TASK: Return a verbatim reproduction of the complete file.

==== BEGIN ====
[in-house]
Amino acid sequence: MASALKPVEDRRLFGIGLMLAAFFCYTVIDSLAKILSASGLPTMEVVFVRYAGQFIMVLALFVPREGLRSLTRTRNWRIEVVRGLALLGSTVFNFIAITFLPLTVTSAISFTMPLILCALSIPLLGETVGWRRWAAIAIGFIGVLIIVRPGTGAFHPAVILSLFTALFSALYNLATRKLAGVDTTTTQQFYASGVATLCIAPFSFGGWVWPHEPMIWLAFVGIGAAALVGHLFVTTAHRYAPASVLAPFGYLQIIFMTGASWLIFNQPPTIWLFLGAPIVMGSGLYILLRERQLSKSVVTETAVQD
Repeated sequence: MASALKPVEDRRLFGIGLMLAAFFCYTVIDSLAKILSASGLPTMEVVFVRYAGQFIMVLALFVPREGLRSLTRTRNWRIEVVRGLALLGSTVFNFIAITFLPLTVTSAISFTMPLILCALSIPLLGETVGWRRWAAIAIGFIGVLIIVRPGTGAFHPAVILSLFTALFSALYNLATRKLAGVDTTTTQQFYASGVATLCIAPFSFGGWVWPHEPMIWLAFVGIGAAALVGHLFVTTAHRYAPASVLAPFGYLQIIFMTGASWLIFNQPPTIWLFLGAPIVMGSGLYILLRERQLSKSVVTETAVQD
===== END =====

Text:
[in-house]
Amino acid sequence: MASALKPVEDRRLFGIGLMLAAFFCYTVIDSLAKILSASGLPTMEVVFVRYAGQFIMVLALFVPREGLRSLTRTRNWRIEVVRGLALLGSTVFNFIAITFLPLTVTSAISFTMPLILCALSIPLLGETVGWRRWAAIAIGFIGVLIIVRPGTGAFHPAVILSLFTALFSALYNLATRKLAGVDTTTTQQFYASGVATLCIAPFSFGGWVWPHEPMIWLAFVGIGAAALVGHLFVTTAHRYAPASVLAPFGYLQIIFMTGASWLIFNQPPTIWLFLGAPIVMGSGLYILLRERQLSKSVVTETAVQD
Repeated sequence: MASALKPVEDRRLFGIGLMLAAFFCYTVIDSLAKILSASGLPTMEVVFVRYAGQFIMVLALFVPREGLRSLTRTRNWRIEVVRGLALLGSTVFNFIAITFLPLTVTSAISFTMPLILCALSIPLLGETVGWRRWAAIAIGFIGVLIIVRPGTGAFHPAVILSLFTALFSALYNLATRKLAGVDTTTTQQFYASGVATLCIAPFSFGGWVWPHEPMIWLAFVGIGAAALVGHLFVTTAHRYAPASVLAPFGYLQIIFMTGASWLIFNQPPTIWLFLGAPIVMGSGLYILLRERQLSKSVVTETAVQD